Celia is an orphan trying to look after her self by becoming a seamstress but she soon gets caught up in the war by adding spying for Francis Marion to her resume.  The combination of history and real life is irresistible.
     All Bristows books are historical novels that put you right in the middle of the action.  Two others have now been added-Jubilee Trail  and Calico Palace.
Hopefully, her Plantation Trilogy will soon join them.  Nothing seems to make history go down smoother than a cast of believable characters coping with LIFE-and these books can put things into perspective.                              

Thursday, May 27, 2010

running away

     I started this blog because I remembered a coworker telling me that Rex Stout (Nero Wolfe) had gotten her through a nasty divorce.  The past two weeks have been one of those bleak periods of waiting for the phone to ring (it didn't) or an email (nope) so I reverted to an OLD favorite-Dick Francis.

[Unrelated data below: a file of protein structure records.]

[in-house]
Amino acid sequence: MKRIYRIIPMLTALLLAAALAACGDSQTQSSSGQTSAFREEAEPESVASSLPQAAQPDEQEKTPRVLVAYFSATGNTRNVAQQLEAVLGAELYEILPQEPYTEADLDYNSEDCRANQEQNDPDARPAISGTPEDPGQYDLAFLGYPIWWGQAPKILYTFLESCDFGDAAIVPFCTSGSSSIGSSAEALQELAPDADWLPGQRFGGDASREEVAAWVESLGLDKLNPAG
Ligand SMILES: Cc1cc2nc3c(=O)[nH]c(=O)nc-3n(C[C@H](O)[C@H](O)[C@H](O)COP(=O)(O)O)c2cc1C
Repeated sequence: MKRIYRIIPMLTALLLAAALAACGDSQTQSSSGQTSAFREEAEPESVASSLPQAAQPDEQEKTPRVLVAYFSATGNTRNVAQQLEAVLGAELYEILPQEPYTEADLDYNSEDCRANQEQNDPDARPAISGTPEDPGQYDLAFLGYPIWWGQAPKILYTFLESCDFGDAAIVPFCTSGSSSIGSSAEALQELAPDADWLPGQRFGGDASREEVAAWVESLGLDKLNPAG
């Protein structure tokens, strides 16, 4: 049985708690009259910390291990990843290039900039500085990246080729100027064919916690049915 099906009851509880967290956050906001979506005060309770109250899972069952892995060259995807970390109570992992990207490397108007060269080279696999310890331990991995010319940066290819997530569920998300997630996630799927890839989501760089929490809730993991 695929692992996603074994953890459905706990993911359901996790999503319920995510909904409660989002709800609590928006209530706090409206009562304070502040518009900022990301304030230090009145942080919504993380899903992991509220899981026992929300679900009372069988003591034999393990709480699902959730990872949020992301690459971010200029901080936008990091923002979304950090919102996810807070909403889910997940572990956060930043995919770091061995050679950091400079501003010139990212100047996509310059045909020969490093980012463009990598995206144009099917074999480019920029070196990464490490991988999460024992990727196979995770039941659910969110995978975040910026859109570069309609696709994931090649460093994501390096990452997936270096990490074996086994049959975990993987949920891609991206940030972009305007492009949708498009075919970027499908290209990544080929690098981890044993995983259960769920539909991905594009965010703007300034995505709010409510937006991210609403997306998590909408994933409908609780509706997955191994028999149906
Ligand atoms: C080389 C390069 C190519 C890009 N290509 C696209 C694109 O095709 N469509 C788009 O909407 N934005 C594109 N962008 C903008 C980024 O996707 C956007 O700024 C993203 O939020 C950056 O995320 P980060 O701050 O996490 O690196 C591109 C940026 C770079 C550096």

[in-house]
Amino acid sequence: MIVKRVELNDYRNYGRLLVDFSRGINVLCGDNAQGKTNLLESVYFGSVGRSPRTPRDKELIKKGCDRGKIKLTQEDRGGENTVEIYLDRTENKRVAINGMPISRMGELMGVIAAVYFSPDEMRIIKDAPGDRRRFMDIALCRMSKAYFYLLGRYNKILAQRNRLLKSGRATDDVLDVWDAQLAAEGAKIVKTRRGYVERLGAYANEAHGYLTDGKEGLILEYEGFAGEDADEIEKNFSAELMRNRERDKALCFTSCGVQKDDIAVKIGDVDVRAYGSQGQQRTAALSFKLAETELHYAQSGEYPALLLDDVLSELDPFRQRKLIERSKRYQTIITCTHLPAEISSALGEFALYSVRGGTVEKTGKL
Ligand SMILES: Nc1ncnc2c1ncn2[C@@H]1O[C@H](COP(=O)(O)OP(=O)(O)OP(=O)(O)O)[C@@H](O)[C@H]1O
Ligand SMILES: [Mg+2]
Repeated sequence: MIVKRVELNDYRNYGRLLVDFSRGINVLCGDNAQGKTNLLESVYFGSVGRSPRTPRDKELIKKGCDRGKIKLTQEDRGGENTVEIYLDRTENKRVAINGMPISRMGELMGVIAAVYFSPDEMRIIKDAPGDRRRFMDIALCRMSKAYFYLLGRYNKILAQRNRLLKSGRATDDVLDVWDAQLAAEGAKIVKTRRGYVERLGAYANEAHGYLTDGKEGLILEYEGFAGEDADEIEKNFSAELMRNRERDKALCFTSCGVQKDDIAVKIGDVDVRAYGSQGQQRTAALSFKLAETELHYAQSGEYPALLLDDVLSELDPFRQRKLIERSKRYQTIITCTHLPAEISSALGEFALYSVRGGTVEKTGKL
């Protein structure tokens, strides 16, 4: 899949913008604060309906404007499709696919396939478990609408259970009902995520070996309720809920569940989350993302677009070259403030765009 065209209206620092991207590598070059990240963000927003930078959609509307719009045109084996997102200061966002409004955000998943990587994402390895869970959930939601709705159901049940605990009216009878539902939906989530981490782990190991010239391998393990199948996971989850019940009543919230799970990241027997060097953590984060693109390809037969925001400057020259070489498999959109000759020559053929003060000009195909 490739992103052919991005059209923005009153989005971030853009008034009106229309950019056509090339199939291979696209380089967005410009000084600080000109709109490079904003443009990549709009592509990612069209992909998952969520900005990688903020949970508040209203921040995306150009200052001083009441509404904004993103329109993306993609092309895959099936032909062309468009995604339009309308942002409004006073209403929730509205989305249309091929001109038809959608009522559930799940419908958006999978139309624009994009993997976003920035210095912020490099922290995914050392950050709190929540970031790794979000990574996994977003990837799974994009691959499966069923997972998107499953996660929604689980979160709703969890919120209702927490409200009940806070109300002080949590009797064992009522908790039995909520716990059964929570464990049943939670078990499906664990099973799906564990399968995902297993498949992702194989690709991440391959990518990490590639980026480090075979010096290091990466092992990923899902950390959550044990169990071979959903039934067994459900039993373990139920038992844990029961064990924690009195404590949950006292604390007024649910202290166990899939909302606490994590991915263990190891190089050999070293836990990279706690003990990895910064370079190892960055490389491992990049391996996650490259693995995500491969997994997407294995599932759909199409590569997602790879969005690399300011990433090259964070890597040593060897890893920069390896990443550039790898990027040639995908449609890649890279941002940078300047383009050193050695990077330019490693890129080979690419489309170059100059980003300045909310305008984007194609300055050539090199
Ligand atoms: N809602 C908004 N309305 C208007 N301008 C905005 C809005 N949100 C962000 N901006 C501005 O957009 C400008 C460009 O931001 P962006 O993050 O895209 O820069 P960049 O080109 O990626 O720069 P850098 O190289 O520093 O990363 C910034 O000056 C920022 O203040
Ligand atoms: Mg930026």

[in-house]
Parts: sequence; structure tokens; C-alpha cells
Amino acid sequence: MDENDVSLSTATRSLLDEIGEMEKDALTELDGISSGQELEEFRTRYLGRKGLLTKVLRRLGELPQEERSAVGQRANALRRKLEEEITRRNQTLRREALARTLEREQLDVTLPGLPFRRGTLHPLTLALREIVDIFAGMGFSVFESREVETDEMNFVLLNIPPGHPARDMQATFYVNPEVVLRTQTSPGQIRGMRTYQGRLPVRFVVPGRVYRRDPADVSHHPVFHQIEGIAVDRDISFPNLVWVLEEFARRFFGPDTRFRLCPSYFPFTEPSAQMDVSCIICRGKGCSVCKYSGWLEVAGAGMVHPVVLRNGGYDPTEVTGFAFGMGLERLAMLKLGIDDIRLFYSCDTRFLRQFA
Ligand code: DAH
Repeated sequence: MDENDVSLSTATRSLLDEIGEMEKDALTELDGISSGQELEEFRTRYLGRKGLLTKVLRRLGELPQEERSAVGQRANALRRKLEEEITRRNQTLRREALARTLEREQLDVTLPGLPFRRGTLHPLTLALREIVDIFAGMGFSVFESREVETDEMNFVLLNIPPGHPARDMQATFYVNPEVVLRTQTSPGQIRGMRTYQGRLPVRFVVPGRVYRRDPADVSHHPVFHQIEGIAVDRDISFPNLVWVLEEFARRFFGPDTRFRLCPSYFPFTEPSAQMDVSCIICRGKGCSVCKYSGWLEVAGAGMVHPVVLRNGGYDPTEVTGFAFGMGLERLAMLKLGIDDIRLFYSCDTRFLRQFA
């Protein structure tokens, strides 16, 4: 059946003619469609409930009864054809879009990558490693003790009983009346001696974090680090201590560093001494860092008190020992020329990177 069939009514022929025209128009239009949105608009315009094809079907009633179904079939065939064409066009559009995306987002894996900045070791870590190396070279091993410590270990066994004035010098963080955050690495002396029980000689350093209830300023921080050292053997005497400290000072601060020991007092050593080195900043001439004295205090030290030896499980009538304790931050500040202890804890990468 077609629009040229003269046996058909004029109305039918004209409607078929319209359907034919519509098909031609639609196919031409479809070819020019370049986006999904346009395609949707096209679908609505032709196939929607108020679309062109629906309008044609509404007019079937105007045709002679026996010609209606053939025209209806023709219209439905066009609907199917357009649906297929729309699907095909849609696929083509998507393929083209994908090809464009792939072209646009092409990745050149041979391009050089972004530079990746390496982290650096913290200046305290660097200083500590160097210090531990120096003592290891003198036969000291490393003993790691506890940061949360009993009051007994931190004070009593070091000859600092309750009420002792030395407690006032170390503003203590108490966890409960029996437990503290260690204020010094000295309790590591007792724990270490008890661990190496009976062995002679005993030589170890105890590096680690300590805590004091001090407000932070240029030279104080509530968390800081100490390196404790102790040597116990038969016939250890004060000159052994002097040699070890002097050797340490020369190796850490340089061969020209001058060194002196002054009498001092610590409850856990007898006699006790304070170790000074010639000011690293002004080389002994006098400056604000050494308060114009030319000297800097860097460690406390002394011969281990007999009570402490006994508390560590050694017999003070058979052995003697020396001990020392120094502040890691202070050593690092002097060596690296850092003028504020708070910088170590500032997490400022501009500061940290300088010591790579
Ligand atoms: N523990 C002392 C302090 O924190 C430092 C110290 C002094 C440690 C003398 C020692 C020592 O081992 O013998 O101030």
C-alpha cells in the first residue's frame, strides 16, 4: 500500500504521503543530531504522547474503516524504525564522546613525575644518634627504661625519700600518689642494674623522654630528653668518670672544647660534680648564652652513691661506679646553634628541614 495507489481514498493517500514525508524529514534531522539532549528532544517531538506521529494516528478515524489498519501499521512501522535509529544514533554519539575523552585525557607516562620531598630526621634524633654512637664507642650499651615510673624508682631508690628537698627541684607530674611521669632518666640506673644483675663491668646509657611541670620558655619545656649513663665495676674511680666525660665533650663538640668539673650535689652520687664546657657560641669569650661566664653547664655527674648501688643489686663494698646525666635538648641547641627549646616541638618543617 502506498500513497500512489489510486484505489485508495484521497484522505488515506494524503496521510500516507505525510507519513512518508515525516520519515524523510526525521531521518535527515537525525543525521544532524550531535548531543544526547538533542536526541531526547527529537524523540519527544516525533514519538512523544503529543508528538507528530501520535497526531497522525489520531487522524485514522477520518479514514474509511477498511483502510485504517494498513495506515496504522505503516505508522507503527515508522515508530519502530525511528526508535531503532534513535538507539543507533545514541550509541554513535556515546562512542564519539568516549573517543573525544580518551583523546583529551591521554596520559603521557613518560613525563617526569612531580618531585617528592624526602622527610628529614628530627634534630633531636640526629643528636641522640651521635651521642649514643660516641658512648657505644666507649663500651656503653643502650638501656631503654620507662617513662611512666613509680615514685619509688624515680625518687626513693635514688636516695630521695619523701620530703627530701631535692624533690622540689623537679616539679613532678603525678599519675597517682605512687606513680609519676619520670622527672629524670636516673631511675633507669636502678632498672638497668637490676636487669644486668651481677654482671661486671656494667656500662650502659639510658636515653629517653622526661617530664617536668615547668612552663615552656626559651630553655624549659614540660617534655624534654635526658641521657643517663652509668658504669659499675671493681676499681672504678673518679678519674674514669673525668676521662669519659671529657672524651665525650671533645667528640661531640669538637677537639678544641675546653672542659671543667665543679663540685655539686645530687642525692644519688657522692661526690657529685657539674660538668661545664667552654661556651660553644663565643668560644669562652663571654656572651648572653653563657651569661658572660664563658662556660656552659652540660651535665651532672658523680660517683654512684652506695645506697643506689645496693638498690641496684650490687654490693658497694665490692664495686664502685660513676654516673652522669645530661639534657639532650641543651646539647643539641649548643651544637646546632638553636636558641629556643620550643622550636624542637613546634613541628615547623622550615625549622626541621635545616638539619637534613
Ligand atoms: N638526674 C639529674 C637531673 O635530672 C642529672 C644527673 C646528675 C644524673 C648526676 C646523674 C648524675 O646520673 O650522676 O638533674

People have some strong opinions about rereading both pro and con-I have always succumbed but tend to not allow myself this guilty pleasure too often.  However, there are some Dick Francis books that ALWAYS deliver.  In brief, it's two series-Kit Fielding and Sid Halley.
     Mr Francis wrote two books about Kit-Break In and Bolt-and they are addictive.  Kit is a champion jockey with an identical twin sister and an owner for which he rides who is fascinating and, of course, a lover who is the owner's niece.